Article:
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David Bowie defines what it means to be an artist

“All culture is extra,” explains David Bowie, “We should just be content with picking nuts… not mine, I might add!” Culture may well be an extra, but it is an extra that often steals the lead role. Through culture, humanity’s narrative is traced and preserved; as Frida Kahlo once said, “I paint flowers so they will not die.” The inexorable impact that Bowie made on contemporary culture is absolutely undeniable.

So much so, that it is possible to argue that Bowie shaped the modern world we live in (and this can’t be held against him) to an extent, something that very few others have achieved. As one of his great literary inspirations, William S. Burroughs put it, “Artists to my mind are the real architects of change, and not the political legislators who implement change after the fact.”

Bowie is one of those people who could only ever be an artist. It seems simply unthinkable to imagine him in any other guise. To picture the Starman in a more socially conventional vocation is an act in meddling with the impossible, like trying to think up a new colour. If Bowie showed up to fix your internet, spouting off drivel about negotiating with the cyber fairies to suck some internet right out of the stratosphere, then you’d most likely sense some surreal rouse was on the cards. His views on the inner constitution of an artist, therefore, are perhaps all the more noteworthy.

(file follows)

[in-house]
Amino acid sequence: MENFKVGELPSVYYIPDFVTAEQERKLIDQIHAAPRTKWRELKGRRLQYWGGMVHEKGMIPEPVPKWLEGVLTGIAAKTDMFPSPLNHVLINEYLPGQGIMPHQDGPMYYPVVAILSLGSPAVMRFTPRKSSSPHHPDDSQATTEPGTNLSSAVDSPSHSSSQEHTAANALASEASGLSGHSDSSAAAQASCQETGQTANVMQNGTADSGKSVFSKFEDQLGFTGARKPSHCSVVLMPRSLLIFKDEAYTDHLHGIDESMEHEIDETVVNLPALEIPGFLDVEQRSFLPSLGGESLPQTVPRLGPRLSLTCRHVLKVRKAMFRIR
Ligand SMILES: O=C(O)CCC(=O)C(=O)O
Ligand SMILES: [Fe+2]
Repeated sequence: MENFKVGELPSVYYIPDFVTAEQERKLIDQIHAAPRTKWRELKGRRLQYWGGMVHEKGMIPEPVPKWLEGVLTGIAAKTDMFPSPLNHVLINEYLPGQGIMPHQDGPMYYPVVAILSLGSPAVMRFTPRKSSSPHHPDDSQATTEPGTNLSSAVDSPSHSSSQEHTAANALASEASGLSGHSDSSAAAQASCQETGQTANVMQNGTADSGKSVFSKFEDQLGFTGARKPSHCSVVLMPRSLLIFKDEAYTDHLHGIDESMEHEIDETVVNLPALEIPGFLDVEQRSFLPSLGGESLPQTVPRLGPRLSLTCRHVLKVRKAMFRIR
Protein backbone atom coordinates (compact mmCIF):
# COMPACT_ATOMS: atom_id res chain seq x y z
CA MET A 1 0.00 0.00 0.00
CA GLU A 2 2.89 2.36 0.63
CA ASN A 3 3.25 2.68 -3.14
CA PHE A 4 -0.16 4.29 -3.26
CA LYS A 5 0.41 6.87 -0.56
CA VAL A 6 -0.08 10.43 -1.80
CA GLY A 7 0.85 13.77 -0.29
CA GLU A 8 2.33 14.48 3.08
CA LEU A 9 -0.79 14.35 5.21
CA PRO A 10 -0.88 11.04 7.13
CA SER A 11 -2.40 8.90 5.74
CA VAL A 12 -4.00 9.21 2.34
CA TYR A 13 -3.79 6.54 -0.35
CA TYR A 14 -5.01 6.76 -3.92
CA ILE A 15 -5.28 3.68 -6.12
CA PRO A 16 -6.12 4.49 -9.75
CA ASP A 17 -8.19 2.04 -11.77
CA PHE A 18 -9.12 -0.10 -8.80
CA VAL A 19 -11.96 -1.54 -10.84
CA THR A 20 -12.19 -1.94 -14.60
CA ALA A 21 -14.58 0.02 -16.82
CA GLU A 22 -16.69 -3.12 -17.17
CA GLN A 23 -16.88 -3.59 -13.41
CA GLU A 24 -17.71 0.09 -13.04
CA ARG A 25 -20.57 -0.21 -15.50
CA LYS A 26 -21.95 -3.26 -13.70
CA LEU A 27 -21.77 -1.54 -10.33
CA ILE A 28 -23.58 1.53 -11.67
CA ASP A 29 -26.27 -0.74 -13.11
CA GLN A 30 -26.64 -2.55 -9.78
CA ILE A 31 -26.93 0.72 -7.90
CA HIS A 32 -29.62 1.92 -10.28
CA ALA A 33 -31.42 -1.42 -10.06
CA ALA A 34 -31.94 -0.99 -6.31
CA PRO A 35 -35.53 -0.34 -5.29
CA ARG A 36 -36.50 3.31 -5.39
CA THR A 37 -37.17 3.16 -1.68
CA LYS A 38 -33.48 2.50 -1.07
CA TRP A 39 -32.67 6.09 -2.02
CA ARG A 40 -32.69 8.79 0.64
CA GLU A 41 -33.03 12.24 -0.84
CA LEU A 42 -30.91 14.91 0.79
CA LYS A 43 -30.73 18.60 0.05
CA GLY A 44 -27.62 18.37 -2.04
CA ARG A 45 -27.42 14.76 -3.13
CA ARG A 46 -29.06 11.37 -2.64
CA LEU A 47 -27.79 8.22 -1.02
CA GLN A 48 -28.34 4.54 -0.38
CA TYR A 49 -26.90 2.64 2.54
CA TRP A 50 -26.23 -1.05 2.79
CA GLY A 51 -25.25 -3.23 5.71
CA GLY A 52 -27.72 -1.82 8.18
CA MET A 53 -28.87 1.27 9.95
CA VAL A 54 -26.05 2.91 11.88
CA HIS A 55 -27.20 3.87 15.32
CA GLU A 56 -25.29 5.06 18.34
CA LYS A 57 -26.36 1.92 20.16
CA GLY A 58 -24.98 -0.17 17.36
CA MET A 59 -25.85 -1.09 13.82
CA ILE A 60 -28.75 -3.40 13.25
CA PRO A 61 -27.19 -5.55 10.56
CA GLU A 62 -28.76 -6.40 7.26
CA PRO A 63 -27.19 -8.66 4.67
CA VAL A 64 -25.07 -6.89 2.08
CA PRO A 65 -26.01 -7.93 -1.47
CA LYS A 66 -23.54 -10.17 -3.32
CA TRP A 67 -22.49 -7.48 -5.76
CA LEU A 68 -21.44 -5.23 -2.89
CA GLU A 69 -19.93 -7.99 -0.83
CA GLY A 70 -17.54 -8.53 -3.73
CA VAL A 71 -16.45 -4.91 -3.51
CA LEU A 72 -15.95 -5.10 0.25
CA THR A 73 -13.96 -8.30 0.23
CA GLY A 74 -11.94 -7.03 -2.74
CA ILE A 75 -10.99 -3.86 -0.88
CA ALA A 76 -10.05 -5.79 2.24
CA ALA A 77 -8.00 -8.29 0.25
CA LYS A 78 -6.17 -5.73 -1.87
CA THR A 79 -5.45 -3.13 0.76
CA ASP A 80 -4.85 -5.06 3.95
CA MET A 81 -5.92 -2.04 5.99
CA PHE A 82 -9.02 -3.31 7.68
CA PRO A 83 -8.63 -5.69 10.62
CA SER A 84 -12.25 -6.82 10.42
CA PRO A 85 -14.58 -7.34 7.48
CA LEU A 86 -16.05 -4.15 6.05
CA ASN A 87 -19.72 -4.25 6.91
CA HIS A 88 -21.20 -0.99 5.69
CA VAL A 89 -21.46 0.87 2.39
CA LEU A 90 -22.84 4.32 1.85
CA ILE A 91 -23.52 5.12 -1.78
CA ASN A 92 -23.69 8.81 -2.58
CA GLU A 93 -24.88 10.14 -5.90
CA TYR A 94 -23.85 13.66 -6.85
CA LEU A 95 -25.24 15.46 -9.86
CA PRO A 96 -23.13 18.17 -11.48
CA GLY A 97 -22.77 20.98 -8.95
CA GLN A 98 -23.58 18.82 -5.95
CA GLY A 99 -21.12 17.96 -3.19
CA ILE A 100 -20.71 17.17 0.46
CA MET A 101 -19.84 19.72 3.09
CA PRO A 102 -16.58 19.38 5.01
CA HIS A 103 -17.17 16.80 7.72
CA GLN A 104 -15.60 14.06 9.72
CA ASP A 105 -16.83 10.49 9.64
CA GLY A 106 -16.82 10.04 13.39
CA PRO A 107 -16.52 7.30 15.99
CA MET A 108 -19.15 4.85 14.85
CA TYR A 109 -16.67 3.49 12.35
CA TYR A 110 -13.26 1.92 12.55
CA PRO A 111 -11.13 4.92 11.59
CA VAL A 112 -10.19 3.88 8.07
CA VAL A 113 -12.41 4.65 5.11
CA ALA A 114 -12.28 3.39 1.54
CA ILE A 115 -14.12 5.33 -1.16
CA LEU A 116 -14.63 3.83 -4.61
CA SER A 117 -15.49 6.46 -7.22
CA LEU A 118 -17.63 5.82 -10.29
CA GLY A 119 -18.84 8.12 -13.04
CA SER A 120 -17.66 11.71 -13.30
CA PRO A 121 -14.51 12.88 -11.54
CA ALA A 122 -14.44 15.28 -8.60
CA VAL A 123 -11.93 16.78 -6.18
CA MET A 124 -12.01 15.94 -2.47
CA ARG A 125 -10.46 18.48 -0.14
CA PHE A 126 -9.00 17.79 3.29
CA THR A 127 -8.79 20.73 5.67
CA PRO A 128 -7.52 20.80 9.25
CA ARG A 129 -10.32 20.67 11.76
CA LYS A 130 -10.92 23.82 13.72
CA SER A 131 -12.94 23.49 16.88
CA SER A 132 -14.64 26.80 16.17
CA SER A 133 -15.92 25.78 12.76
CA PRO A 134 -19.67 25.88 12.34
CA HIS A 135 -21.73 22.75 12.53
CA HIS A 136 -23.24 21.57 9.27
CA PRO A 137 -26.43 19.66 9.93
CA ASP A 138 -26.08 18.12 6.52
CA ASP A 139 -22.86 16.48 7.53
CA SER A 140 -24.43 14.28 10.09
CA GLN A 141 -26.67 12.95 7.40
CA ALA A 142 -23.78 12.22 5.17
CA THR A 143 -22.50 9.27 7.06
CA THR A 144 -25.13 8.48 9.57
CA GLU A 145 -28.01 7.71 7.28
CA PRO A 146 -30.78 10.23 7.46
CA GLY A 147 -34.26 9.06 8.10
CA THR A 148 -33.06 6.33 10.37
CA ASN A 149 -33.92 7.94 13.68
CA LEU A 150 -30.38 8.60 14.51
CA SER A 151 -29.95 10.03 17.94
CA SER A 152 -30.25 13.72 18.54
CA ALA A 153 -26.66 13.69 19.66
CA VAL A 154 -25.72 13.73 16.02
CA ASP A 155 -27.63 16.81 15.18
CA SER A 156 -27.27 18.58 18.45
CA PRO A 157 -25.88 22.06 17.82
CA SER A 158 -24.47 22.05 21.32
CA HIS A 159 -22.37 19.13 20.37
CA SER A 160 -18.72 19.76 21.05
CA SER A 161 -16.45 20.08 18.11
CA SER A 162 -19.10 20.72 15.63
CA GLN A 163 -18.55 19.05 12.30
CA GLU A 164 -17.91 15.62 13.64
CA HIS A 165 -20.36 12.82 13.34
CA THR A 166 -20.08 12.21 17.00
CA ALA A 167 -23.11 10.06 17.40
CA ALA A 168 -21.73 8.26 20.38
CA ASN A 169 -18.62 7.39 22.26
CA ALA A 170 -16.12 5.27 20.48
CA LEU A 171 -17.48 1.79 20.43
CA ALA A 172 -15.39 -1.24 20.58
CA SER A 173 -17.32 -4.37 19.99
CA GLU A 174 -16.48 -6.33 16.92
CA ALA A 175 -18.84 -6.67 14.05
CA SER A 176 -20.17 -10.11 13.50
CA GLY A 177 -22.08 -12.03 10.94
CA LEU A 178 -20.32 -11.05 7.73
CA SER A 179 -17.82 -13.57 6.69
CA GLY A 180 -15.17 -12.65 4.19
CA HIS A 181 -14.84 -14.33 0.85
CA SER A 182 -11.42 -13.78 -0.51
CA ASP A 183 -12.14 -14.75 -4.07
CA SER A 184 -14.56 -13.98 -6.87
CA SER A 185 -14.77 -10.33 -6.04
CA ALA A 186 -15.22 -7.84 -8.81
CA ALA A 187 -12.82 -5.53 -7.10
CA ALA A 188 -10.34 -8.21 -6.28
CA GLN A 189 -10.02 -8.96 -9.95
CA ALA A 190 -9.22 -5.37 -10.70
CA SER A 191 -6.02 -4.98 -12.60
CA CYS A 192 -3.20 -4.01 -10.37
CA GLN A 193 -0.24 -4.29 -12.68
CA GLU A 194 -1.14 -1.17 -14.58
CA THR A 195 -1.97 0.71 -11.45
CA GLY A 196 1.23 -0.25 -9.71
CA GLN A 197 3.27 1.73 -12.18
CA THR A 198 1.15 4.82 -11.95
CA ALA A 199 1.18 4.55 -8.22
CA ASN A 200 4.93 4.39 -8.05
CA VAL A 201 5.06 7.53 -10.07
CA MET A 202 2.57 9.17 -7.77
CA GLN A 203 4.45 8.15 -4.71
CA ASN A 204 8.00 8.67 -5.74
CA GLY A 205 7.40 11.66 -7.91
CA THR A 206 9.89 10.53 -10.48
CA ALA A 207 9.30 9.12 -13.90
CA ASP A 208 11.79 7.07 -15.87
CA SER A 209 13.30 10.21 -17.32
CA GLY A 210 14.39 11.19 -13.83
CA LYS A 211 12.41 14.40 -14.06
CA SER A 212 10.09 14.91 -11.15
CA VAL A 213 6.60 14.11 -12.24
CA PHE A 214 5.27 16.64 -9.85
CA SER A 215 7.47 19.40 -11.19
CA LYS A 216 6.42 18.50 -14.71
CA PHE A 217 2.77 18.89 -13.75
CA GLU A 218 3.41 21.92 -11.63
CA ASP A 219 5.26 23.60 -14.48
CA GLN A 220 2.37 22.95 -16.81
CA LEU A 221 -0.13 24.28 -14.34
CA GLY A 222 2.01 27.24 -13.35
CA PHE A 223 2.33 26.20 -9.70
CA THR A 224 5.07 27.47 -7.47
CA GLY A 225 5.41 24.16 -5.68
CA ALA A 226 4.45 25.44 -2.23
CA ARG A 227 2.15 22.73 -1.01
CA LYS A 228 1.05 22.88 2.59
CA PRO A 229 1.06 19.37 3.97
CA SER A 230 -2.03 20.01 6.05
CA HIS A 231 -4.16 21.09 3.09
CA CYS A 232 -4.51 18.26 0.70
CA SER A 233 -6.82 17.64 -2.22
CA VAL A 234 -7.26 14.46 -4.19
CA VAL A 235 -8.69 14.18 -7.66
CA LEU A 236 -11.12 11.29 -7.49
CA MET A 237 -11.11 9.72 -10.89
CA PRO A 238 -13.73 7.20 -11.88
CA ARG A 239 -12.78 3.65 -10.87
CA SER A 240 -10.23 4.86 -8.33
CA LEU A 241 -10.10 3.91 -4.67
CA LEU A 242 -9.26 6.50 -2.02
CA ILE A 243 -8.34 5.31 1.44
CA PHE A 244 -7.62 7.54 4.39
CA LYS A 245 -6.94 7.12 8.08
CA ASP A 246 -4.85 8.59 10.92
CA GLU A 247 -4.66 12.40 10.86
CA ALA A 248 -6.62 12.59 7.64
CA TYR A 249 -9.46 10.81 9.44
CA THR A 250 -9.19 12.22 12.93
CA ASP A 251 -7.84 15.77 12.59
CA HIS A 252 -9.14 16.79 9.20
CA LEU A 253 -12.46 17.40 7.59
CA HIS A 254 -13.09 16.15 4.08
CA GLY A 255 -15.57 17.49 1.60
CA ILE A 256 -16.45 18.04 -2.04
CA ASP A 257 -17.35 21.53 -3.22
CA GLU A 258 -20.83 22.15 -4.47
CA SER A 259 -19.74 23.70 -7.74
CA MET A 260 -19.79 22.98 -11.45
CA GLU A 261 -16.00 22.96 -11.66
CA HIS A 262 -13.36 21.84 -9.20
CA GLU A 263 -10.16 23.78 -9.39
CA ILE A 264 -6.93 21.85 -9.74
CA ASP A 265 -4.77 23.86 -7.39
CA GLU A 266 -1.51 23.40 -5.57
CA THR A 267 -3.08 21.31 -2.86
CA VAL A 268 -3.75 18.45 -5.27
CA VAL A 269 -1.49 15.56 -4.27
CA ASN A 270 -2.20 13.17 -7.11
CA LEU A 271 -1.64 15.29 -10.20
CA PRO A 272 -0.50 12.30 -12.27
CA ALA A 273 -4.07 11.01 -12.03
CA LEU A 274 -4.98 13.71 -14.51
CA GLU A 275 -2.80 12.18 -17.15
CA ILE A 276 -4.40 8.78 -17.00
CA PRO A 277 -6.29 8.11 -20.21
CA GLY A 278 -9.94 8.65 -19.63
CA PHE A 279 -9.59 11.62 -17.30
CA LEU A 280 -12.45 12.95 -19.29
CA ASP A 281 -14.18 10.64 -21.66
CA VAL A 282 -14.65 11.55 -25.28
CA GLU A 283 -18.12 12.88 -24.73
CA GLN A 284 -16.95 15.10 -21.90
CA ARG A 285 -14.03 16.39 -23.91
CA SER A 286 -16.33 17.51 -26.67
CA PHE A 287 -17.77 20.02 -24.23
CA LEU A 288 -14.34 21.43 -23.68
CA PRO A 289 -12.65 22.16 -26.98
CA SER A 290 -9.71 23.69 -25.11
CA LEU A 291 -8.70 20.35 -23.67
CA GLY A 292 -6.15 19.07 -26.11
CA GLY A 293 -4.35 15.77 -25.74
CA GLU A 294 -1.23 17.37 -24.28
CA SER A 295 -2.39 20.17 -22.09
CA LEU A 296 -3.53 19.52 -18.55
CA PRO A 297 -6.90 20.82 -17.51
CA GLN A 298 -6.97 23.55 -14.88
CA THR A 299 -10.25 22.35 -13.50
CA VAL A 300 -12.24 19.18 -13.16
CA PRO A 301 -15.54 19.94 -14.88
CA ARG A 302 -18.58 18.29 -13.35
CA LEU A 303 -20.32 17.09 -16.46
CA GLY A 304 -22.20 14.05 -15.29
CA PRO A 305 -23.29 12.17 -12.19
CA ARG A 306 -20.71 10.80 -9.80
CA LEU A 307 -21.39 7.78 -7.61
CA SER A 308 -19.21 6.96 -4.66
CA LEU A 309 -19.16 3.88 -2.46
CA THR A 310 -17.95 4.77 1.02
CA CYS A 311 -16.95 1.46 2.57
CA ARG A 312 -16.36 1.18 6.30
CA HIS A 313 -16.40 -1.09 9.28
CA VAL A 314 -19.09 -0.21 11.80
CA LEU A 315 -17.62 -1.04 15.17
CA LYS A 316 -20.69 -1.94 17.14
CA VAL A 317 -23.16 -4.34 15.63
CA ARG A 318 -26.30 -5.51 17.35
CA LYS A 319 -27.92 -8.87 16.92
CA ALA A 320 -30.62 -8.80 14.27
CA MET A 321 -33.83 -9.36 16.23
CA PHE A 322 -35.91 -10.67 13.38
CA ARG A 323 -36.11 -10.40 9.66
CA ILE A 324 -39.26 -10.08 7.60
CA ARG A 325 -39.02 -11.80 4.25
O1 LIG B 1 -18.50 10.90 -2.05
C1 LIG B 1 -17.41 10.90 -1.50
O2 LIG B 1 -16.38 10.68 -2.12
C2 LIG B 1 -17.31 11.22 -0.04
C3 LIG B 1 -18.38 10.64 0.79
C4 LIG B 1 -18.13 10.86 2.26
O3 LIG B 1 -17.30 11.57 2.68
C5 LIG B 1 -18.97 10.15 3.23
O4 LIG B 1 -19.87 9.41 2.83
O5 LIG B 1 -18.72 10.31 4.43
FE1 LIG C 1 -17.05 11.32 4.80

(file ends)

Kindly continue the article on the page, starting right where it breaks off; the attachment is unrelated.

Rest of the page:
In 1998 Bowie sat down with renowned interviewer Charlie Rose and discussed precisely what he believed makes an artist tick and what defines that artist.

Bowie had always painted alongside his creative projects as a way of “working through musical problems by painting them out,” but for a long time had been very coy about documenting his work. However, around the time of the interview, he had launched a website displaying many of his best pieces.

Bowie described painting as a process that was all about “finishing it so I can get on to something else. I can’t really say I enjoy the process,” he added in a typically humorous fashion, “It’s not like sex.”

When pressed on exactly what he thought makes an artist want to create, Bowie mused: “I’ve often wondered if being an artist in any way, any nature, is often a sign of a social (sic) dysfunctionalism anyway.”

He elucidated this point which places the artist as an outsider even further by adding, “It’s an extraordinary thing to want to do, to express yourself in such rarified terms. I think its a looney thing to want to do.”

Art, Bowie concludes, displays “the irrational side of man.” If that is the case, Bowie, being one of the most profuse creative forces of modern times, must be one of the most gloriously irrational people of all time. Such was his love for art – a chunk of his private collection fetched around £33 million in 2016 following his death – I’m quite sure that is a tag he would have adored.

You can see the discussion in full in the video, below.